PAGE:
Sunday, November 08, 2009

Jesus in yellow

Method To Madness
By Patricia Evangelista
Philippine Daily Inquirer
First Posted 22:50:00 11/07/2009

THE GRASS IS YELLOW OUTSIDE THE GATES OF HACIENDA LUISITA. Jesus walked here once. His father watched him die, almost five years to this day. Nov. 16 was when close to 15,000 tenants gathered to protest their treatment under the Cojuangco-owned Hacienda Luisita. Dispersal units charged with a thousand soldiers in full battle gear. The Northern Command numbered over five hundred. Stones and shouts, water cannons, tanks that barreled into gates. It was three in the afternoon. The sun burned yellow. The father heard it first: rifle cracks, a barrage of bullets punching through bodies. Jesus died that day, one of seven reported union deaths. They tell me there are more whose names were never reported.

They called it a massacre. Sen. Benigno Aquino III called it propaganda.

On that day, Federico Laza and other farmhands loaded the 38-year-old Jesus into a tricycle. The father wept and Jesus bled. It was too late when they brought him to the hospital. The police claimed they found powder burns on Jesus’ hands, proof he, too, had a gun. The autopsy said otherwise.

Today, Benigno “Noynoy” Aquino III runs for president of the country his father died for.

I believed in him, not very long ago. I believed in him in spite of a long-ago interview on Hacienda Luisita, on his first run as senator. As it happened, I was standing by Federico Laza, looking at a death certificate, while Noynoy claimed the dead were Manila radicals shipped to Tarlac for the purpose of terrorizing the hacienda. He said the farmers were content, and that all I knew were left-wing lies. The Cojuangcos still own Luisita, even if on paper they are meant to share profit with the same starving farmers who are worse off now than before they were made to sign land meant for them into stock market shares.

And still I was glad Noynoy was running, believed his mistakes, and his mother’s, were a result of their class and could change in the lead-up to 2010. I believed he could bring together a scattered field of candidates, pare down the fight between administration and opposition. I believed that the myth of the Aquinos behind him would be enough to convince his rivals to throw their support behind one candidate, and allow him to prove he was not just a paper doll hero, a crudely-cut outline of his parents. I was afraid he might lose. Now I am afraid he may win. I wish I still believed in him, because without him there’s very little left in the rogue’s gallery of would-be leaders.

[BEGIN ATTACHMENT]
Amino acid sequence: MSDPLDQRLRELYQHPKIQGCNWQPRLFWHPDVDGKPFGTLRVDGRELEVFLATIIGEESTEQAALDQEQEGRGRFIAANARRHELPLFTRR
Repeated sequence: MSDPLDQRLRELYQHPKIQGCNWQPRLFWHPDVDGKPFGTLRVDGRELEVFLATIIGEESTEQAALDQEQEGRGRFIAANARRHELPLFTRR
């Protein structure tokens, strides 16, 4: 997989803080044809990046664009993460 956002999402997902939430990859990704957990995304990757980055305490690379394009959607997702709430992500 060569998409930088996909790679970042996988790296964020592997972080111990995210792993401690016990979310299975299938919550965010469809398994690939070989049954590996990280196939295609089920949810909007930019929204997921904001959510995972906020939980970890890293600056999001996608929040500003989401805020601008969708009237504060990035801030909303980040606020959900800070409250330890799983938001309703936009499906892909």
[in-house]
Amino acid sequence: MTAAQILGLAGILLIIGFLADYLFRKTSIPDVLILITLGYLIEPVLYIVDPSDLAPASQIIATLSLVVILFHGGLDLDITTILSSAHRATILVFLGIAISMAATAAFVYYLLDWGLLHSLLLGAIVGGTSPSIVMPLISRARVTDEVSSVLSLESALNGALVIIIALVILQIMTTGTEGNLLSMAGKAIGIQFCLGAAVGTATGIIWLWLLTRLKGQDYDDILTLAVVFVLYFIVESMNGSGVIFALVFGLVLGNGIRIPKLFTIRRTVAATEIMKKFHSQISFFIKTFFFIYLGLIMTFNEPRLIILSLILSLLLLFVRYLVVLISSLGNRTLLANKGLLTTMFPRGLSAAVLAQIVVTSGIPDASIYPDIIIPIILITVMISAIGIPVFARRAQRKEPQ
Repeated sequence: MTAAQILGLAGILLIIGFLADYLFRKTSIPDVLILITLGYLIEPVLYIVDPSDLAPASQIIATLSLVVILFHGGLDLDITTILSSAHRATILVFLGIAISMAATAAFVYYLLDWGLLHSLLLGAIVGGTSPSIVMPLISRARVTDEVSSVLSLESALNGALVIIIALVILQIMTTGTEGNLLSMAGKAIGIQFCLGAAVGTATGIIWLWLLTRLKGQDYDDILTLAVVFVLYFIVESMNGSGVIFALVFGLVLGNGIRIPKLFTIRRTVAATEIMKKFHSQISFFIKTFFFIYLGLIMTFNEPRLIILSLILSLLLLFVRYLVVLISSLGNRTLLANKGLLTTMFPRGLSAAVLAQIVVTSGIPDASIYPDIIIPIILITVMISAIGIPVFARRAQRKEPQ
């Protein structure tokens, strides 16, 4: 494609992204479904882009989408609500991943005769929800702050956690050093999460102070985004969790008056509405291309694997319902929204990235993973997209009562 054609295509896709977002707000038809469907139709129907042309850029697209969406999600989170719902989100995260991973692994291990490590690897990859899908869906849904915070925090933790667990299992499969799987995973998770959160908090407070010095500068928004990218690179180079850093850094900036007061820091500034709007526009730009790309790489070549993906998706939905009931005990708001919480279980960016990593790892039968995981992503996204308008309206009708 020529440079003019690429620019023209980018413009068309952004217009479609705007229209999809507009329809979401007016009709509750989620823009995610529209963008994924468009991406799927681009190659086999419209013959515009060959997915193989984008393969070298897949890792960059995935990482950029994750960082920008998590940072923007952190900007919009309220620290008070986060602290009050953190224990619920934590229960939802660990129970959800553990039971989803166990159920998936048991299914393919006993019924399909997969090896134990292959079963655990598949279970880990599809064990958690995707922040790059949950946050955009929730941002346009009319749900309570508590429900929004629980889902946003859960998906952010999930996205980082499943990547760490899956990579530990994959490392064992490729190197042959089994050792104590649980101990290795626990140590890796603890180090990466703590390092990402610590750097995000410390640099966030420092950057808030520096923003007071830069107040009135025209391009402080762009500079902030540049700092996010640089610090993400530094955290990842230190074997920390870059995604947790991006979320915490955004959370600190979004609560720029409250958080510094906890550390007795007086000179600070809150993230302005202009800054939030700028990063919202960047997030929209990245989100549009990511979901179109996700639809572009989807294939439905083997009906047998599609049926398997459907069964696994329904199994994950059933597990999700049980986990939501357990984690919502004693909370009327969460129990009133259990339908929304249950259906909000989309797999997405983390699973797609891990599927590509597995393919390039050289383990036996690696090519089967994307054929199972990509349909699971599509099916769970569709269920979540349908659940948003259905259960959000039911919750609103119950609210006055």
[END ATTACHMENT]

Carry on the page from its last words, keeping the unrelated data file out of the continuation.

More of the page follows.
For months he has been leading headlines. The Aquino son, soaring on the wings of heroes. His rivals have not stepped back; the field is still open. A fever sweeps through the media, crowning Noynoy, the man who has yet to say anything that is not an echo of the old revolution. Remember my father. Remember my mother. Vote for me, and you vote for them. And that is all. It has been months since he became suddenly the nation’s moral choice, and there is little resembling platform, policy or position. Miracle, they call him. This is the revolution, say his supporters. This is Edsa. So he may not be as intelligent. So he may not be as articulate. So he may not have proven himself. And because we are faced with the usual array of the corrupt and the devout, we wait, we believe. And we are rewarded, in all its cinematic splendor, by a music video.